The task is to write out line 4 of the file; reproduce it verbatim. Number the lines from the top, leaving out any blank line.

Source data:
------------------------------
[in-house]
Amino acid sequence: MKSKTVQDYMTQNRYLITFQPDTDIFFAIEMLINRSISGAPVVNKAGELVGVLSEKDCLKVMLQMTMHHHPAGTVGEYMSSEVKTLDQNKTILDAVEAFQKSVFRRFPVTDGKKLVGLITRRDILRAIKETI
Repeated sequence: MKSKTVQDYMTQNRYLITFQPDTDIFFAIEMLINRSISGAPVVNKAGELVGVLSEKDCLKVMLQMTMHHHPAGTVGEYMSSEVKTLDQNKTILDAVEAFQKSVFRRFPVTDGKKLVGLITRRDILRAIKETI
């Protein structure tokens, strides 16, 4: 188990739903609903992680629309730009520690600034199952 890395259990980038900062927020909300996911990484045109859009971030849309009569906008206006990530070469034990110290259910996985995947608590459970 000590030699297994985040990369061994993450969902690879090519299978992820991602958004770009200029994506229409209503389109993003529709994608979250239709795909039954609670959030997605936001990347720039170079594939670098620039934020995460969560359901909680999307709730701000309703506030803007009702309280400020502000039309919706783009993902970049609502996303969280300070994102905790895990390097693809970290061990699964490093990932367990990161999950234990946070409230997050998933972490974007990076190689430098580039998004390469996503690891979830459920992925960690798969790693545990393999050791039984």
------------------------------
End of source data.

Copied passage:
């Protein structure tokens, strides 16, 4: 188990739903609903992680629309730009520690600034199952 890395259990980038900062927020909300996911990484045109859009971030849309009569906008206006990530070469034990110290259910996985995947608590459970 000590030699297994985040990369061994993450969902690879090519299978992820991602958004770009200029994506229409209503389109993003529709994608979250239709795909039954609670959030997605936001990347720039170079594939670098620039934020995460969560359901909680999307709730701000309703506030803007009702309280400020502000039309919706783009993902970049609502996303969280300070994102905790895990390097693809970290061990699964490093990932367990990161999950234990946070409230997050998933972490974007990076190689430098580039998004390469996503690891979830459920992925960690798969790693545990393999050791039984």